outtakes, interviews with actors and directors, additional language 
features, etc. See C204, p. 4. However, this ancillary material 
traditionally has not been available in copies for distribution to 
the general public, and it appears that it is only with the advent 
of the DVD format that motion picture producers have been willing or 
able to include such material along with copies of the motion 
pictures themselves. Because of this and because motion picture 
producers are generally unwilling to release their works in DVD 
format unless they are protected by access control measures, it 
cannot be said that enforcing section 1201(a)(1) would, in the words 
of the Commerce Committee, result ``in less access, rather than 
more, to copyrighted materials that are important to education, 
scholarship, and other socially vital endeavors.'' See Commerce 
Comm. Report, at 35. Thus, it appears that the availability of 
access control measures has resulted in greater availability of 
these materials.
---------------------------------------------------------------------------

    Thus far, no proponents of this argument for an exemption have come 
forward with evidence of any substantial or concrete harm. Aside from 
broad concerns, there have been very few specific problems alleged. The 
allegations of harm raised were generally hypothetical in nature, 
involved relatively insignificant uses, or involved circumstances in 
which the noninfringing nature of the desired use was questionable 
(e.g., backup copies of the DVD) or unclear. T Robin Gross, 5/19/00, 
pp. 314-15. This failure to demonstrate actual harm in the years since 
the implementation of the CSS measures tends to undermine the fears of 
proponents of an exemption.
    Similarly, in all of the comments and testimony on this issue, no 
explanation has been offered of the technological necessity for 
circumventing the access controls associated with DVDs in order to 
circumvent the copy controls. If the copy control aspects of CSS may be 
circumvented without circumventing its access controls, this is clearly 
not a violation of Section 1201(a)(1)(A). There was no showing that 
copy or use controls could not be circumvented without violating 
Section 1201(a)(1). In contrast, there was specific testimony that an 
analog output copy control on DVD players, Macrovision, could be 
circumvented by an individual without circumventing the CSS protection 
measures and without violating section 1201(a)(1). T Marks, 5/19/00, 
pp.345-46. It would appear that circumvention of the Macrovision 
control, conduct not prohibited by any of the provisions of section 
1201, would enable many of the noninfringing uses alleged to be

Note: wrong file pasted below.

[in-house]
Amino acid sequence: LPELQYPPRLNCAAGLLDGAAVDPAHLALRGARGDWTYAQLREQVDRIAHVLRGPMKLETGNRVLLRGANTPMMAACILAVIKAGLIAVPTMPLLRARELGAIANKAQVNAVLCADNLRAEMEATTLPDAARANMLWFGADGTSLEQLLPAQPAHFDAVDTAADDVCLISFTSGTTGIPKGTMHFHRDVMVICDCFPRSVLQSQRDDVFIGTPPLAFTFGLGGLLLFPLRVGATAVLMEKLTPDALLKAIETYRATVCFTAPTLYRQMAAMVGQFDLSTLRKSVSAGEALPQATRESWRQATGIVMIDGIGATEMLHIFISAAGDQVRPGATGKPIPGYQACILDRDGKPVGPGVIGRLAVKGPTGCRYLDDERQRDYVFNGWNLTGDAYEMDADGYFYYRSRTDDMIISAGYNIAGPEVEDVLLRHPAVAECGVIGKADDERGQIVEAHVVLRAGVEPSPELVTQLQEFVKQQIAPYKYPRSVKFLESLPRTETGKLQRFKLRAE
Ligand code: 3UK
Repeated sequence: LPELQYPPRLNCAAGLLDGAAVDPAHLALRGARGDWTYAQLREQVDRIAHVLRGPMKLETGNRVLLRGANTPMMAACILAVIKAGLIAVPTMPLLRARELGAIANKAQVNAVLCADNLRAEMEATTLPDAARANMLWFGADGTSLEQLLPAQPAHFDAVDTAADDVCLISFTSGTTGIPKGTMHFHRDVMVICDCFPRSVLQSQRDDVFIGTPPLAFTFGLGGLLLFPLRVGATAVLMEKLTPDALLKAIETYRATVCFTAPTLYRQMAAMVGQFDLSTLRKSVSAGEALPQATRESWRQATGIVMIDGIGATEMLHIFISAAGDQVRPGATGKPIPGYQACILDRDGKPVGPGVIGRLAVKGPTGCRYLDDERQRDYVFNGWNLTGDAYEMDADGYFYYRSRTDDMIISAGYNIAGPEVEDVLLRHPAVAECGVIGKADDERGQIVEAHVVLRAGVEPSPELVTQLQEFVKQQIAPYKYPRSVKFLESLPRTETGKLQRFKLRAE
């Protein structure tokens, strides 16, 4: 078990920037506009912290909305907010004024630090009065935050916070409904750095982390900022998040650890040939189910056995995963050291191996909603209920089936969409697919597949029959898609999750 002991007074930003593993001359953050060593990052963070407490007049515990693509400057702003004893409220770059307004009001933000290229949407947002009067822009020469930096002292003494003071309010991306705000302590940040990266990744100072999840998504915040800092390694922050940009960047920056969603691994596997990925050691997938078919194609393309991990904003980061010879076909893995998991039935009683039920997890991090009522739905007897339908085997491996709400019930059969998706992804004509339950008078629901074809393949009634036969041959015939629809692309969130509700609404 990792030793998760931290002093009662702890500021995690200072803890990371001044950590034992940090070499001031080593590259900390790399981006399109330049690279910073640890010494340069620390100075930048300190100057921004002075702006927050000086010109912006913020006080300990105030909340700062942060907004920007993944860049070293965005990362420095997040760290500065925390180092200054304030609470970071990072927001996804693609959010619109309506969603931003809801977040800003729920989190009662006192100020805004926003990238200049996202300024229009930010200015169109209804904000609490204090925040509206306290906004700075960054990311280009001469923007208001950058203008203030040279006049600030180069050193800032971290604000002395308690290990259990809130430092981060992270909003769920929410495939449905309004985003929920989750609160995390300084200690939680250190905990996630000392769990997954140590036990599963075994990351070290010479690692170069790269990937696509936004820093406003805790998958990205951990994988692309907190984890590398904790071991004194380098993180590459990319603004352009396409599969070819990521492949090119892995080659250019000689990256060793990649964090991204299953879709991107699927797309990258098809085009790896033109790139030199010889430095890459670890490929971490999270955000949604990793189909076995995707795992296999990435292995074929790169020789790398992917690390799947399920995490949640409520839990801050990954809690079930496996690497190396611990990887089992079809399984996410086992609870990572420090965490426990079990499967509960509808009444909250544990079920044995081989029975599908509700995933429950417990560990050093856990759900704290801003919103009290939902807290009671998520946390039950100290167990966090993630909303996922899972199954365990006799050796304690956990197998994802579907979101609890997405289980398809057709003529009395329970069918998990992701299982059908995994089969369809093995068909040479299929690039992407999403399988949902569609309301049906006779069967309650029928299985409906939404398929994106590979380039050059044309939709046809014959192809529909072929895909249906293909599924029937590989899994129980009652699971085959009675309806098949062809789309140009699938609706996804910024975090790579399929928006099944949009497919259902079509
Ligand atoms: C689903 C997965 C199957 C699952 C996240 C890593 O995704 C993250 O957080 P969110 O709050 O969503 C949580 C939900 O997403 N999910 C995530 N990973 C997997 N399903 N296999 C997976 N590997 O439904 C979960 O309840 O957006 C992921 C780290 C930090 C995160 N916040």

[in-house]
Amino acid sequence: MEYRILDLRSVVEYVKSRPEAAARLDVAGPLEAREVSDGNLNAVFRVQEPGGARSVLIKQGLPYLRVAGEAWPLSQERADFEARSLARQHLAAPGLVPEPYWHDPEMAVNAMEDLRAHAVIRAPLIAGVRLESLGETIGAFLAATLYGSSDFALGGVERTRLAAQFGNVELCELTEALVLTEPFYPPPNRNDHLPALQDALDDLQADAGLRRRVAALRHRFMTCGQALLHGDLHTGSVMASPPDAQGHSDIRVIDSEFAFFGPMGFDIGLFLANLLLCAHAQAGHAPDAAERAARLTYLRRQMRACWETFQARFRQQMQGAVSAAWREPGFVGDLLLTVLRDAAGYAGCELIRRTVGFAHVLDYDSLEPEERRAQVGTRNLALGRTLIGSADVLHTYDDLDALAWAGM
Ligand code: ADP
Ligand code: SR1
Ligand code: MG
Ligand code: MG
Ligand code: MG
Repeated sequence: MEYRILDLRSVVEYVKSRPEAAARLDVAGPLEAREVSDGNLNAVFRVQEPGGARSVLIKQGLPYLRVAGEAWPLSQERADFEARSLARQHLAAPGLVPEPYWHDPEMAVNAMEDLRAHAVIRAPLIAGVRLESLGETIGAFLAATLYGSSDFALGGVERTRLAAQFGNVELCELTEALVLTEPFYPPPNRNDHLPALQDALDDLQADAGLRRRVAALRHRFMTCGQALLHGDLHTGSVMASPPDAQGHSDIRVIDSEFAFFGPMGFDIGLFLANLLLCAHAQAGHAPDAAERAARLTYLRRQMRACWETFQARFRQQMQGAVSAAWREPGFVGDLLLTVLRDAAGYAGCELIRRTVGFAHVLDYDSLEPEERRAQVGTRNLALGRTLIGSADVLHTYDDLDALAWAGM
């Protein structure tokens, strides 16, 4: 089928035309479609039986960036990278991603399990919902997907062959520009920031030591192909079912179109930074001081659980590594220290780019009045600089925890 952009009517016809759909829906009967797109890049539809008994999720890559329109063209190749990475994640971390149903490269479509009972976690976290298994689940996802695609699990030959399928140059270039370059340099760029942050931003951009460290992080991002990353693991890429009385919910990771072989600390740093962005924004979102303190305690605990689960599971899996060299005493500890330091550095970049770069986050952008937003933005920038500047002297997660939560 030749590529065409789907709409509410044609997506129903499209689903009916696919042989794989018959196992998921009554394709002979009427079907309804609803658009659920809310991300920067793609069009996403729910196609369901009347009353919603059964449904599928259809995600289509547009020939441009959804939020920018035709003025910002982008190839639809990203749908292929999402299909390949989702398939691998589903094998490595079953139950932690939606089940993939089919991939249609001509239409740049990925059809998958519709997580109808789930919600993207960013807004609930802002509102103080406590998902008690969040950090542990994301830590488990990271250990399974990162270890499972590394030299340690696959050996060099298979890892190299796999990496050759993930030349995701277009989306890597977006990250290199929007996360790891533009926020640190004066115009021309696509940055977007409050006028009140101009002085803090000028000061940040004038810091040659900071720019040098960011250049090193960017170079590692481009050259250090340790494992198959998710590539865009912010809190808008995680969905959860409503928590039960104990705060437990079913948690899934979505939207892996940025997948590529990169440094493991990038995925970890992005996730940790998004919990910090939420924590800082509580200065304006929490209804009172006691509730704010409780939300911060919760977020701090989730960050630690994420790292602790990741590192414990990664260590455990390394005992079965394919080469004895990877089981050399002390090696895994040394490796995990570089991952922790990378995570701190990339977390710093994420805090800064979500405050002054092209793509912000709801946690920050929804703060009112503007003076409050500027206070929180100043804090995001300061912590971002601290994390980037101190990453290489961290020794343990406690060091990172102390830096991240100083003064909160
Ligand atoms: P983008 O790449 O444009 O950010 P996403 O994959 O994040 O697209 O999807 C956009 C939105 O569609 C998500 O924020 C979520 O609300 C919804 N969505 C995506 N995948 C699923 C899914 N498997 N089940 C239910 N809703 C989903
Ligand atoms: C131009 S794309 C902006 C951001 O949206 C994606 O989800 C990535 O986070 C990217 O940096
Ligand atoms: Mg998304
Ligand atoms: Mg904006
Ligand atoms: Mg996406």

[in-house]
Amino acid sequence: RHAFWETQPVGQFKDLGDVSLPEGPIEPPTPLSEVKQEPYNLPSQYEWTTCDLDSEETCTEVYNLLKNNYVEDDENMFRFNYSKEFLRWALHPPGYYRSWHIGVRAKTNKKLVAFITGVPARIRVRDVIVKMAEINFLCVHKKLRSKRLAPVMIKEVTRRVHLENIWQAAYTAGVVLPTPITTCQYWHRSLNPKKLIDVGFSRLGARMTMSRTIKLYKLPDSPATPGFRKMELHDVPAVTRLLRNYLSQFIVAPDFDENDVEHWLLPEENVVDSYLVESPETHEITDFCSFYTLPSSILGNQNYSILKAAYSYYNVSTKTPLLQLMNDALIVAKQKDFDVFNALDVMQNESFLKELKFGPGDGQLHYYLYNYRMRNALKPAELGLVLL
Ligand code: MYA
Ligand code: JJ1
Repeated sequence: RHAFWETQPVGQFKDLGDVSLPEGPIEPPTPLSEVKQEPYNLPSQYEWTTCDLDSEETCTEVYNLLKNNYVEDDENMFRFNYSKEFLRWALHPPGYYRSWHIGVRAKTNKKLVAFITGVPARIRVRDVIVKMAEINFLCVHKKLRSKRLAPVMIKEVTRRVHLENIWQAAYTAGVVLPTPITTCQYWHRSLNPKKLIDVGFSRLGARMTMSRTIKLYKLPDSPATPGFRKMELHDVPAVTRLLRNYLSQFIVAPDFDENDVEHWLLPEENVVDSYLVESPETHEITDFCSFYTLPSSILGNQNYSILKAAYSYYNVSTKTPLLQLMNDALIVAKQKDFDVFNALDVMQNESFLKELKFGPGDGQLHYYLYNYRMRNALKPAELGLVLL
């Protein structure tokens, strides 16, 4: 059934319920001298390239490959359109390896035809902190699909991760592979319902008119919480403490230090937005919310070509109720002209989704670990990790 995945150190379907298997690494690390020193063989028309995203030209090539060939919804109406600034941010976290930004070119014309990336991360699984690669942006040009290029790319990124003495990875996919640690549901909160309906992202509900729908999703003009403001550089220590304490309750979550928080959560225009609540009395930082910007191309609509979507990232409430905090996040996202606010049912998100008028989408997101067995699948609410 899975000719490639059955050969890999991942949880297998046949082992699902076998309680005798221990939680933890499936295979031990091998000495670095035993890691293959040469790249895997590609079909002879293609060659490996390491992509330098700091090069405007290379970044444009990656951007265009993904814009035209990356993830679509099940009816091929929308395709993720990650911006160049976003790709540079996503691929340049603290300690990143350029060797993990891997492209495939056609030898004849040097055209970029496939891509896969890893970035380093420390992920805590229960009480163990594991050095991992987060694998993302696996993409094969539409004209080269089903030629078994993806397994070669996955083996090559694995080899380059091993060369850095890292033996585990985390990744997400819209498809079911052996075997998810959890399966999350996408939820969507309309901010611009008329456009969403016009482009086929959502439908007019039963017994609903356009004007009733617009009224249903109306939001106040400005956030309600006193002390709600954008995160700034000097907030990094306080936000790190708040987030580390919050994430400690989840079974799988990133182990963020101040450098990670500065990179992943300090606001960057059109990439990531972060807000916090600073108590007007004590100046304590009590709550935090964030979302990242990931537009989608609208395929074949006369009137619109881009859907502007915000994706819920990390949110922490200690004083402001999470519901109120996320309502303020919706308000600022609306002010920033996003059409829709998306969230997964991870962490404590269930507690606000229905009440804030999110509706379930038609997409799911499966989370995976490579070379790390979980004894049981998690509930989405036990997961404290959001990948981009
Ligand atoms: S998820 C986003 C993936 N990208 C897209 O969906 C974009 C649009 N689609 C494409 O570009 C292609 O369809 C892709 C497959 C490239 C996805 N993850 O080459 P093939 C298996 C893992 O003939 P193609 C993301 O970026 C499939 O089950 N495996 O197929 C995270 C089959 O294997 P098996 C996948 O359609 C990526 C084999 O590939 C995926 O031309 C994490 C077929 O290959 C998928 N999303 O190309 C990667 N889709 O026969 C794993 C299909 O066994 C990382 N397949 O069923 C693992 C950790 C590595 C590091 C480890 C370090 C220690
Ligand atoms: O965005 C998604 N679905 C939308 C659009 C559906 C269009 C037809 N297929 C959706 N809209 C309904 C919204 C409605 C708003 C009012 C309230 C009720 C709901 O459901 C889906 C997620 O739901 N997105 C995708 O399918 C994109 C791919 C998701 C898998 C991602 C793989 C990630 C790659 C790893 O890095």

prevented. If in a subsequent rulemaking proceeding one could show that 
a particular ``copy'' or ``use'' control could not in fact be 
circumvented on a legitimately acquired copy without also circumventing 
the access measure, one might meet the required burden on this issue.
    The merger of technological measures that protect access and 
copying does not appear to have been anticipated by Congress.\14\ 
Congress did create a distinction between the conduct of circumvention 
of access controls and the conduct of circumvention of use controls by 
prohibiting the former while permitting the latter, but neither the 
language of section 1201 nor the legislative history addresses the 
possibility of access controls that also restrict use. It is unclear 
how a court might address this issue. It would be helpful if Congress 
were to clarify its intent, since the implementation of merged 
technological measures arguably would undermine Congress's decision to 
offer disparate treatment for access controls and use controls in 
section 1201.
---------------------------------------------------------------------------

    \14\ However, CSS was already in development in 1998 when the 
DMCA was enacted. It cannot be presumed that the drafters of section 
1201(a) were unaware of CSS. If CSS does involve a merger of access 
controls and copy controls, it is conceivable that the drafters of 
section 1201(a)(1) were aware of that. And it is quite possible that 
they anticipated that CSS would be a ``technological measure that 
effectively controls access to a work.''
---------------------------------------------------------------------------

    At present, on the current record, it would be imprudent to venture 
too far on this issue in the absence of congressional guidance. The 
issue of merged access and use measures may become a significant 
problem. The Copyright Office intends to monitor this issue during the 
next three years and hopes to have the benefit of a clearer record and 
guidance from Congress at the time of the next rulemaking proceeding.
    Another argument raised in the comments and testimony regarding 
DVDs is that users of Linux and other operating systems who own